Many people turn to their pastors for faith and guidance. But a recent study shows it may be the pastors who need help. Findings reveal that pastors have been experiencing a significant decline in emotional, physical, and spiritual health since 2015.
Data collected from the faith based Barna Group conducted Resilient Pastor research showing a decline in pastor health due to a lack of real friends and respect from their community. Researchers conducted online interviews with 901 pastors in 2015 and compared them to interviews conducted with 585 pastors in 2022. The pastors were asked to rate aspects of their life as excellent, good, average, poor, or don’t know.
The number of pastors who gave below average ratings spiked from 3% to 10% since 2015. Those with above average ratings fell from 39% in 2015 to 11% in 2022.
Many pastors reported poor physical health. 22% said they were experiencing a decrease physical health as compared to 2015’s 7%. Meanwhile, the percentage of pastors experiencing excellent physical health fell from 24% in 2015 to 9% in 2022.
Loneliness also contributed to many pastors’ poor mental health. 2% of pastors said they didn’t have many true friends in 2015. The percentage jumped to 7% in 2022. 20% said their friendship rating was below average last year as compared to 10% in 2015.
The recent study comes on the coattails of another study from March of 2022 showing that an unprecedented number of pastors suffer from burnout. 42% stated they were considering abandoning their positions due to stress and loneliness.
What are Sources of Depression Among Pastors?
Many pastors blame the pandemic and politics for their poor mental health. They feel that recent social changes have caused them to address issues they feel ill-equipped to handle.
Mark Dance, a former pastor and current director of pastoral wellness at the faith-based financial company Guide Stone said many pastors burn out because they expect too much from themselves.
“The most unrealistic expectations come from us trying to be proficient in someone else’s profession, especially in the last two years. People want us to chime in on politics, on a pandemic and things we’re not qualified to do. We’re not economists. If we focus on what God’s called us to do – pastoring, preaching, serving – we are less likely to face some of the challenges that are making pastors want to quit,” Dance said.
Low attendance rates have also been cited as detrimental to moral.
What Pastors Can Do
So what can pastors do to keep their mental spirits up?
“We need sages to advise us, leaders to direct us or hold us accountable, peers to remind us that we aren’t alone, healers to dress our wounds, and companions who carry us when we can’t carry on,” said Rev. Dr. Glenn Packiam, lead pastor Rockharbor Church in Costa Mesa, California.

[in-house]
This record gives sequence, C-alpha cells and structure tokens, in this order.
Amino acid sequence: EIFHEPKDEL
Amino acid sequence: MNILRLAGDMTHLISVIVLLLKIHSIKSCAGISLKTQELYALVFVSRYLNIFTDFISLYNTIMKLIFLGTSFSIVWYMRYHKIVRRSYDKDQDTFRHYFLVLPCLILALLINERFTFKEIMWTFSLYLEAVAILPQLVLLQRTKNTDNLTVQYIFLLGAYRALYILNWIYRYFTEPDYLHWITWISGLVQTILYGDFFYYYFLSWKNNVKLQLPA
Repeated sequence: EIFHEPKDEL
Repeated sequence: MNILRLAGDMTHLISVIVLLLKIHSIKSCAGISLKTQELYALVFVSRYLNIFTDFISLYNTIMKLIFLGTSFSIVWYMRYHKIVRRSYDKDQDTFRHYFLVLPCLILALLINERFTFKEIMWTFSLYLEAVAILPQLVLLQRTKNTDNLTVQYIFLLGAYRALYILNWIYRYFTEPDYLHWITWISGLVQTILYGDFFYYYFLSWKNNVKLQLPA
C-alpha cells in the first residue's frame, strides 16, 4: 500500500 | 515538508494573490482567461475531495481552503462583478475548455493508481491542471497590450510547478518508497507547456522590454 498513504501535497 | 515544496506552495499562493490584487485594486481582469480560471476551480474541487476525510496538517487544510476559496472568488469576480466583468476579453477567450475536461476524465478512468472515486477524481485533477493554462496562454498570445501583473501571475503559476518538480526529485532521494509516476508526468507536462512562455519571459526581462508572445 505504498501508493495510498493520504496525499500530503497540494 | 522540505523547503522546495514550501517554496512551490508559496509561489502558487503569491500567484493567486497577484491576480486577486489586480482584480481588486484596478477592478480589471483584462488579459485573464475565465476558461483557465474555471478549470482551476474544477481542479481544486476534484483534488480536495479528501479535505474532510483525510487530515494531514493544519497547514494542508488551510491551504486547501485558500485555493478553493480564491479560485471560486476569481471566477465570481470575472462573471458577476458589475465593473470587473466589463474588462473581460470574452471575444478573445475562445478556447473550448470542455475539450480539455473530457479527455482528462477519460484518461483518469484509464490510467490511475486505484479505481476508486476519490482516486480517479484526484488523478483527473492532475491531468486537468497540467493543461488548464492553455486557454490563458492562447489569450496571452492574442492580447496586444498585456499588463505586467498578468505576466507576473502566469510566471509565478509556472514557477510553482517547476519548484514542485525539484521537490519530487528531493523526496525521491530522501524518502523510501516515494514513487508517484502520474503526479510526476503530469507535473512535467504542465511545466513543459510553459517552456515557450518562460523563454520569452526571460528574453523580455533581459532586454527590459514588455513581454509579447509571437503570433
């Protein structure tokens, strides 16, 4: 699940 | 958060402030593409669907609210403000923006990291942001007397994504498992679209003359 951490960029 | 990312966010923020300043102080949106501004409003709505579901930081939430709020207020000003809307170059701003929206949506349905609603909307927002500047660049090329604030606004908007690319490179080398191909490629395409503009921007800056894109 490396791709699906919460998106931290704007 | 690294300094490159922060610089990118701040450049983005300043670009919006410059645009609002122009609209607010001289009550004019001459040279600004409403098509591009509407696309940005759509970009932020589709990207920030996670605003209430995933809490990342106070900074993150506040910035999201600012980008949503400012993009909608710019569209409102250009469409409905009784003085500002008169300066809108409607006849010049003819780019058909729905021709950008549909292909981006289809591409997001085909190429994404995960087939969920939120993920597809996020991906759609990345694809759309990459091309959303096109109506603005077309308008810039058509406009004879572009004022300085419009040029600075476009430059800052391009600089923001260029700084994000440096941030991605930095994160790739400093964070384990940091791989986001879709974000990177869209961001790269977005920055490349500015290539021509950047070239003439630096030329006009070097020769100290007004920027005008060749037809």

Dance also weighed in saying, “We have to wake up every day and remember what John the Baptist said: ‘I am not the Christ.’ That takes a lot of pressure off when we’re not trying to solve every problem.”
Colts Neck Community Church Pastor Chris Durkin was recently interviewed by Fox News. When asked to provide guidance to other pastors he urged them “not give in and not give up.” He then quoted 1 Peter 5:7, which says, “Cast all your cares on Christ because he cares for us.”
Interviewer Ashley Earnhardt speculated that pastors may be suffering burnout because they don’t get any time off. She recalled a time when she reached out to her minister often because her mother was ill. She commented that pastors were expected to be “perfect” and summed up by saying, “Y’all really don’t get time off.”
Durkin responded, “We really don’t.” He then recalled one weekend where he had to partake in a festival, preach two morning services, visit a sick congregant member, and return to church to preach in the evening.
The pastor encouraged pastors who were feeling the pressure to take a lesson from Christ.
He referred to Mark 1, saying, “Jesus was being pulled in all different directions—there are people filled with unclean spirits, there are lepers who need to be healed, there are people that need to hear Jesus proclaim the kingdom.” At the beginning of the chapter, “Jesus goes to be with his Father. He gets in solitude and silence.”
“If Jesus needed that, Ainsley, so many of us shepherds need that as well,” Durkin said.
Jimmy Dodd, a former pastor and founder and CEO of PastorServe, an organization that advocates for pastors to have healthy boundaries, said he came to a point where he felt spiritually, mentally, and physically exhausted during his time serving the church.
“[To draw healthy boundaries], you have to have a champion in your life. We need to have a massive dependence on the Spirit,” he advised.